Business Insights

Business Insights

Having Tough Conversations In The Workplace

Are you having enough tough conversations?

In personal and professional life how often do we simply "let things slide... this time"? Potentially because it is easier, we have too many other priorities, we are scared of conflict, don't want to hurt the other person or we kid ourselves that it is not such a big issue, really.

The problem is that this apathy can allow insignificant issues to fester and become real problems; problems that affect individual and team performance, and ultimately undermine your role as a leader.

Having tough conversations can be hard but how you approach it can make all the difference.

1. The starting point is your intention. Ask yourself, is addressing this issue in the best interest of the team, the organisation, the individual? If it is, then be brave and have the conversation, regardless of the potential ramifications.

2. Manage your emotions first. If something has happened that makes you react emotionally, make sure that you take your time before delivering feedback, so that you are ready to have a constructive conversation. Consider this...just because something is done does not mean that it is done to you.

3. Be sure to challenge the behaviour (not the person). Whatever the behaviour of your employee, it is not a personal attack on you or your business. So, don’t make it personal and simply address the behaviour that you want to change. Let them know what is working well, what they are good at, what you value in them. Then address the issue - make sure you can evidence it with examples.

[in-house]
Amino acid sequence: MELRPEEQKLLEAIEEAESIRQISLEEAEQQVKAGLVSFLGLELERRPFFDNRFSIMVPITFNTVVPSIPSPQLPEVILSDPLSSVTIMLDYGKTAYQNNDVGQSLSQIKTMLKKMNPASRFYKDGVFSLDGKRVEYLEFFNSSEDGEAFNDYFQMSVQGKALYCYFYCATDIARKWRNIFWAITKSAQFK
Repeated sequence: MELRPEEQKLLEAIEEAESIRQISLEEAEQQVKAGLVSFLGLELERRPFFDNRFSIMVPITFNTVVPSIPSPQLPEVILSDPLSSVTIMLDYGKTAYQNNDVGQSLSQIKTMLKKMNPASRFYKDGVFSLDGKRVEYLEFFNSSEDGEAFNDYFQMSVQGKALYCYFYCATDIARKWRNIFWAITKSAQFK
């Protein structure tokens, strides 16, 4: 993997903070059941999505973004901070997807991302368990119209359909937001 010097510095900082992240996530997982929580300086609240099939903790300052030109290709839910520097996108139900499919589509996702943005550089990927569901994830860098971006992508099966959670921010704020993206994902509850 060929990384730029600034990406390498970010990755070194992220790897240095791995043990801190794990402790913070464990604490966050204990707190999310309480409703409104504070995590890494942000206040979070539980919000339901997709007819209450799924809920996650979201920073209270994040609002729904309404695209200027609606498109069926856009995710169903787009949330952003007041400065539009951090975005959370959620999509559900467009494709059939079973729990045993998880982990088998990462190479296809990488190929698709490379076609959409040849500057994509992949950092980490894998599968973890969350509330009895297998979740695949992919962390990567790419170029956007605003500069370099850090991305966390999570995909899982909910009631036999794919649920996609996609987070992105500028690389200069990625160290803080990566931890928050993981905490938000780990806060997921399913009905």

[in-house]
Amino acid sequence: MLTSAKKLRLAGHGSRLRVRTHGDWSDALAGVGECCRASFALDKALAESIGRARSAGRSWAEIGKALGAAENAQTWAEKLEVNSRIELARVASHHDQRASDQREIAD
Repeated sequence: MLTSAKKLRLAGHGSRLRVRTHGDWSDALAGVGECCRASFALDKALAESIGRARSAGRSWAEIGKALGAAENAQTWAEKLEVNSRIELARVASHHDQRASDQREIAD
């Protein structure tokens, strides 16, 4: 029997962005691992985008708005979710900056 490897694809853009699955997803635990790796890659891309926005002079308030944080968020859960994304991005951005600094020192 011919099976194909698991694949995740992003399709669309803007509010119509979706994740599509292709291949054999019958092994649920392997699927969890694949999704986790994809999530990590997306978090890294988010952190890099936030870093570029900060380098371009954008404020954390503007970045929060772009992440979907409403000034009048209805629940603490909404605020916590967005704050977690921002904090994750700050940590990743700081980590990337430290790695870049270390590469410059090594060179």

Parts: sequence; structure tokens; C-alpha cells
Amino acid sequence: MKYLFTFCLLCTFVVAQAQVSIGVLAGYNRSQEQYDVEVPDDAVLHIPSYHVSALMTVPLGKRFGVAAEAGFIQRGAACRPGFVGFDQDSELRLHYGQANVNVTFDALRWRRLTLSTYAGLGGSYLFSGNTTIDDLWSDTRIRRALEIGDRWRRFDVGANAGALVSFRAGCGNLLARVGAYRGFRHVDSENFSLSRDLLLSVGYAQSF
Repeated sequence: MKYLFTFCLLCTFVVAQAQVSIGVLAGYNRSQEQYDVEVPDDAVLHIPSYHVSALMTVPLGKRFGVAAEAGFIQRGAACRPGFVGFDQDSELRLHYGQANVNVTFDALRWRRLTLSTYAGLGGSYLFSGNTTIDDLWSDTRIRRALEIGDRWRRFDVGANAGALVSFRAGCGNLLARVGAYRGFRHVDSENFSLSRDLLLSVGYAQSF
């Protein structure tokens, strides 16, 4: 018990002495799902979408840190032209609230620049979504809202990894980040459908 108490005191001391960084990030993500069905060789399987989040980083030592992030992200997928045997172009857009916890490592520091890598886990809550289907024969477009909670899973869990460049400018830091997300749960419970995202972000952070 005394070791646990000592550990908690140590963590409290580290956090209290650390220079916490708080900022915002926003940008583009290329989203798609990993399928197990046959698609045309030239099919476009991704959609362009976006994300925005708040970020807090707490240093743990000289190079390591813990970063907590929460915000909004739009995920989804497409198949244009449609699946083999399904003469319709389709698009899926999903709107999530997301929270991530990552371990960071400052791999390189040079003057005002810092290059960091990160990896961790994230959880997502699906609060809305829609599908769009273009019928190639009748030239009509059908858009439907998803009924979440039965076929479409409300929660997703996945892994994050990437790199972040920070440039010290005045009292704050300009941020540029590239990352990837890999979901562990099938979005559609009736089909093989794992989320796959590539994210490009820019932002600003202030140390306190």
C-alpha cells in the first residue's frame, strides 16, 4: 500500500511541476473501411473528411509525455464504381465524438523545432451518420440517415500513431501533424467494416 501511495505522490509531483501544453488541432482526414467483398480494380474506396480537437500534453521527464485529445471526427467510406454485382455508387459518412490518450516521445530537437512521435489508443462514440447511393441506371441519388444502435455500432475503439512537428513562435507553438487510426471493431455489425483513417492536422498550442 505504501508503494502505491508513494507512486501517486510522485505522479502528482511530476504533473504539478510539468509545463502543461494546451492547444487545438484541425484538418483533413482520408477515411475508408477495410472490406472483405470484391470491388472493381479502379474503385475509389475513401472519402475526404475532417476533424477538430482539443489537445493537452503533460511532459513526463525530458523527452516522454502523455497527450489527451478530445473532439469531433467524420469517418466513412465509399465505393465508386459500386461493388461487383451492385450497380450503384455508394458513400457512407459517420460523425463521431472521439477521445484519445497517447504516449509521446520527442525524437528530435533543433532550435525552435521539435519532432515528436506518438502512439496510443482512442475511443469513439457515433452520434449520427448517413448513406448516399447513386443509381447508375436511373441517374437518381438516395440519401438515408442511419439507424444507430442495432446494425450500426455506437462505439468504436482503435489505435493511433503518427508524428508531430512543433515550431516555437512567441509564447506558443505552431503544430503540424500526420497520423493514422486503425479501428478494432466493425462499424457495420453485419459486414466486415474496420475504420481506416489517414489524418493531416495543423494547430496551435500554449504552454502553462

4. Make sure the challenge is understood. Ask for feedback from the person on the behaviour being challenged. It is an opportunity for a two-way conversation. After all it is not just about telling the person what they have not done well; it is about enabling them to change in order to be better at what they do. It is essential that the message you are conveying has not just been heard but has been understood.

5. Don't allow the other person to deflect the challenge. Often, when confronted with a behaviour issue we will try to turn the tables on someone or something else. Stay on point. Don't get drawn into any other discussion. Bring the person back to the issue in question.

6. Plan a path forward with the person. Get them to come up with thoughts for making the change and suggest ways in which you could support this. Agree what the next steps and timings will be. Stick to these and be consistent in re-enforcing the change that you want to see.

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Tamsin Fielden

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